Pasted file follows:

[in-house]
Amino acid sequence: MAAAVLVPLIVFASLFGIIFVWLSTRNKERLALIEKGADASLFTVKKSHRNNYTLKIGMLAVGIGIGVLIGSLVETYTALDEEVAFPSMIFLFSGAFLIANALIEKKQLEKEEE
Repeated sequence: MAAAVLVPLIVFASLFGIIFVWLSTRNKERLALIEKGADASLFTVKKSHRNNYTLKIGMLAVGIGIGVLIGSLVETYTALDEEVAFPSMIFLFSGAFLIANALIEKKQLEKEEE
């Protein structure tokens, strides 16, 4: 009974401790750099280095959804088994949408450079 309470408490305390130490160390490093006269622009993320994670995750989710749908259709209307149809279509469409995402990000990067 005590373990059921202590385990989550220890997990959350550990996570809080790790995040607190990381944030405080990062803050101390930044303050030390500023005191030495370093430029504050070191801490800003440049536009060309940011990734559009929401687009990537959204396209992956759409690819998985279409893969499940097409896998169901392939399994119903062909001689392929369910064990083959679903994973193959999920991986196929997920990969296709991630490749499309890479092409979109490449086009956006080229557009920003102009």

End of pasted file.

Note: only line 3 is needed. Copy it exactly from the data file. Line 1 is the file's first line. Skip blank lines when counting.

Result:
Repeated sequence: MAAAVLVPLIVFASLFGIIFVWLSTRNKERLALIEKGADASLFTVKKSHRNNYTLKIGMLAVGIGIGVLIGSLVETYTALDEEVAFPSMIFLFSGAFLIANALIEKKQLEKEEE